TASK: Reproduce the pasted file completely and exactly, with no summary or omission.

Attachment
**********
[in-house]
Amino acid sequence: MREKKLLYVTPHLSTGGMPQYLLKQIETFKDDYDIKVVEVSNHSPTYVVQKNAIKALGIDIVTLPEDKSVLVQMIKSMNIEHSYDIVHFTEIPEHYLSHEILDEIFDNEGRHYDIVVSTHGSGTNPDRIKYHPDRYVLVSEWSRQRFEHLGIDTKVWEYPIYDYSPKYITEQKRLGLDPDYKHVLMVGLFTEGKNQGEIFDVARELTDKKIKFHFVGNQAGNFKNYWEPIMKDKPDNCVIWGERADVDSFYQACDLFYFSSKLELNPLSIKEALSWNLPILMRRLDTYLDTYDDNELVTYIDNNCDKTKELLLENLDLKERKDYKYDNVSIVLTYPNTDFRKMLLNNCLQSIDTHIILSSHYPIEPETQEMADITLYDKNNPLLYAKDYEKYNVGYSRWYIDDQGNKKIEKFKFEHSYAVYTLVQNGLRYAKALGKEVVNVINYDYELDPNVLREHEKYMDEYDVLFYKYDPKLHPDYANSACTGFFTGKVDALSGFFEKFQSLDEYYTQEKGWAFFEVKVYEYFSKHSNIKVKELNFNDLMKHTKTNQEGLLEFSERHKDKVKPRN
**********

[in-house]
Amino acid sequence: MREKKLLYVTPHLSTGGMPQYLLKQIETFKDDYDIKVVEVSNHSPTYVVQKNAIKALGIDIVTLPEDKSVLVQMIKSMNIEHSYDIVHFTEIPEHYLSHEILDEIFDNEGRHYDIVVSTHGSGTNPDRIKYHPDRYVLVSEWSRQRFEHLGIDTKVWEYPIYDYSPKYITEQKRLGLDPDYKHVLMVGLFTEGKNQGEIFDVARELTDKKIKFHFVGNQAGNFKNYWEPIMKDKPDNCVIWGERADVDSFYQACDLFYFSSKLELNPLSIKEALSWNLPILMRRLDTYLDTYDDNELVTYIDNNCDKTKELLLENLDLKERKDYKYDNVSIVLTYPNTDFRKMLLNNCLQSIDTHIILSSHYPIEPETQEMADITLYDKNNPLLYAKDYEKYNVGYSRWYIDDQGNKKIEKFKFEHSYAVYTLVQNGLRYAKALGKEVVNVINYDYELDPNVLREHEKYMDEYDVLFYKYDPKLHPDYANSACTGFFTGKVDALSGFFEKFQSLDEYYTQEKGWAFFEVKVYEYFSKHSNIKVKELNFNDLMKHTKTNQEGLLEFSERHKDKVKPRN